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That's just it though isn't it. Lots of books and sources say things like draw front to back in one chapter and then back to front in another and then sorted by shader changes in a third.

My experience says just sort for shader change reduction and be happy - its the only thing that consistently makes a positive outcome vs the others.

I'm sure that you can frig a system somewhere that pushes a renderer to a card's theoretical maximums, but in the real world you have to work with what your scene demands. And that's alpha, lots of overdraw, state change minimisation and etc.

I'm still of the opinion that a deferred renderer is the emperors new clothes tbh. I went this route mainly to see how it felt and I was never happy. Deferred has a lot of advantages but the few drawbacks are just deal-breakers for me. Like the problems with alpha, especially lighting it.

Unlimited shader lenghts on DX10+ make ubershaders look very attractive. I guess you can put 20 lights in a one-pass shader and then early z might give a win too. But my engine only supports a few lights at once as it tries to maintain feature compatibility with crapper platforms, but it runs like shit off a shovel and alpha has no special casing attached at any point, which is great.

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So, basically you just agreed with what I said; it depends on your scene.

I'd also be very surprised if you found a text saying to draw back to front, apart from in the case of correct alpha blending in certain alpha modes.

As for front to back rendering, and indeed a Z pass in general;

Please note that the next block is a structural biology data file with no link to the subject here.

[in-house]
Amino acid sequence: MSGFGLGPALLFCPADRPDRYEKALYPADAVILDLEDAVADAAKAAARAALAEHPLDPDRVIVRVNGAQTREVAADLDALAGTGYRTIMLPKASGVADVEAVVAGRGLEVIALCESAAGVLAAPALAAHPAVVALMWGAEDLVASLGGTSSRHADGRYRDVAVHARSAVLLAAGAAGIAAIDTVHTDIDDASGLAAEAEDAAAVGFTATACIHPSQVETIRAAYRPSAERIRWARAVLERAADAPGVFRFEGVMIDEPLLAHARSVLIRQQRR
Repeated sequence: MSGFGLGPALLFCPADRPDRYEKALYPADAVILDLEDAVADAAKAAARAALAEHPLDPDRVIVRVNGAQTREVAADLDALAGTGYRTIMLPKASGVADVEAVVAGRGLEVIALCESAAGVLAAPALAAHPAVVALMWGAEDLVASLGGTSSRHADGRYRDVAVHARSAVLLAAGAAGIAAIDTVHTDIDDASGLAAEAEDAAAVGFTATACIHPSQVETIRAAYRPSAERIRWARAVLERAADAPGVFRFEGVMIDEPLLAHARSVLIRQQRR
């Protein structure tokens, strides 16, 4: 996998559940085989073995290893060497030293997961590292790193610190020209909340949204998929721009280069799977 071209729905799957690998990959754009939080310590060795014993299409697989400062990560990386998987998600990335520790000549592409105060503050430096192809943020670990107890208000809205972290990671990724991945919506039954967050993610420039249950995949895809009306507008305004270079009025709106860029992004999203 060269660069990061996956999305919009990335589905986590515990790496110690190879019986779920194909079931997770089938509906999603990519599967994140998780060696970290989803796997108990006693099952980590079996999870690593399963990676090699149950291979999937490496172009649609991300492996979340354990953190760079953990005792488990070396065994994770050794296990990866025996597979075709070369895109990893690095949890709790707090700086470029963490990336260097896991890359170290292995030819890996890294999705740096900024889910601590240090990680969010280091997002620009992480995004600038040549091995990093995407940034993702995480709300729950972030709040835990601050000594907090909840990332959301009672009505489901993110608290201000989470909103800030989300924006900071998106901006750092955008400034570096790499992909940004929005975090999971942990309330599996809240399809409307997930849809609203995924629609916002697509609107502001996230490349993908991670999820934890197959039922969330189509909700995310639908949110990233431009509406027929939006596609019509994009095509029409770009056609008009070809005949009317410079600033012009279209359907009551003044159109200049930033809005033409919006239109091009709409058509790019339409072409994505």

This scene contains many objects with the same shader/material combinations, and quite heavy shaders at that, so a failure to take advantage of early-z (or occulsion culling) would murder the frame rate.
(We also support alot of lights, thus a win for deferred rendering).

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Quote:
Original post by Rubicon
That's just it though isn't it. Lots of books and sources say things like draw front to back in one chapter and then back to front in another and then sorted by shader changes in a third.

My experience says just sort for shader change reduction and be happy - its the only thing that consistently makes a positive outcome vs the others.

I'm sure that you can frig a system somewhere that pushes a renderer to a card's theoretical maximums, but in the real world you have to work with what your scene demands. And that's alpha, lots of overdraw, state change minimisation and etc.

I'm still of the opinion that a deferred renderer is the emperors new clothes tbh. I went this route mainly to see how it felt and I was never happy. Deferred has a lot of advantages but the few drawbacks are just deal-breakers for me. Like the problems with alpha, especially lighting it.

Unlimited shader lenghts on DX10+ make ubershaders look very attractive. I guess you can put 20 lights in a one-pass shader and then early z might give a win too. But my engine only supports a few lights at once as it tries to maintain feature compatibility with crapper platforms, but it runs like shit off a shovel and alpha has no special casing attached at any point, which is great.